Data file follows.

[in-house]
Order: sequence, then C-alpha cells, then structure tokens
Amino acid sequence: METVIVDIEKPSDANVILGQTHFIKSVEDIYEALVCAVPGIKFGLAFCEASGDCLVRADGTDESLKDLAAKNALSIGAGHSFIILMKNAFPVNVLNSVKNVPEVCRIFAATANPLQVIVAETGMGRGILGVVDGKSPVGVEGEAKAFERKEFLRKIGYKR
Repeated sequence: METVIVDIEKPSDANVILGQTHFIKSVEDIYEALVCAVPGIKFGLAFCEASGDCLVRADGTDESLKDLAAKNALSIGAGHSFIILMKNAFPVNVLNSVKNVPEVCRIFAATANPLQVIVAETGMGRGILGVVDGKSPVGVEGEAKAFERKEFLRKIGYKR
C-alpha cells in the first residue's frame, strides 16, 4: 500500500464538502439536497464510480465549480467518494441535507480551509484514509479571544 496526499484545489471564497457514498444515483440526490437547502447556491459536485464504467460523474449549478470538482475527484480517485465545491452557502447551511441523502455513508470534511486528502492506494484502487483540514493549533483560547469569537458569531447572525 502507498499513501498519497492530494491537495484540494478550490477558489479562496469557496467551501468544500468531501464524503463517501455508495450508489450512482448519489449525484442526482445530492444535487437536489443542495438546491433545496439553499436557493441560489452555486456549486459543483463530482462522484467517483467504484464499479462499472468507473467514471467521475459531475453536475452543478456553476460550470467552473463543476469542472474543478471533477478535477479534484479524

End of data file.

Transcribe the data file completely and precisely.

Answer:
[in-house]
Order: sequence, then C-alpha cells, then structure tokens
Amino acid sequence: METVIVDIEKPSDANVILGQTHFIKSVEDIYEALVCAVPGIKFGLAFCEASGDCLVRADGTDESLKDLAAKNALSIGAGHSFIILMKNAFPVNVLNSVKNVPEVCRIFAATANPLQVIVAETGMGRGILGVVDGKSPVGVEGEAKAFERKEFLRKIGYKR
Repeated sequence: METVIVDIEKPSDANVILGQTHFIKSVEDIYEALVCAVPGIKFGLAFCEASGDCLVRADGTDESLKDLAAKNALSIGAGHSFIILMKNAFPVNVLNSVKNVPEVCRIFAATANPLQVIVAETGMGRGILGVVDGKSPVGVEGEAKAFERKEFLRKIGYKR
C-alpha cells in the first residue's frame, strides 16, 4: 500500500464538502439536497464510480465549480467518494441535507480551509484514509479571544 496526499484545489471564497457514498444515483440526490437547502447556491459536485464504467460523474449549478470538482475527484480517485465545491452557502447551511441523502455513508470534511486528502492506494484502487483540514493549533483560547469569537458569531447572525 502507498499513501498519497492530494491537495484540494478550490477558489479562496469557496467551501468544500468531501464524503463517501455508495450508489450512482448519489449525484442526482445530492444535487437536489443542495438546491433545496439553499436557493441560489452555486456549486459543483463530482462522484467517483467504484464499479462499472468507473467514471467521475459531475453536475452543478456553476460550470467552473463543476469542472474543478471533477478535477479534484479524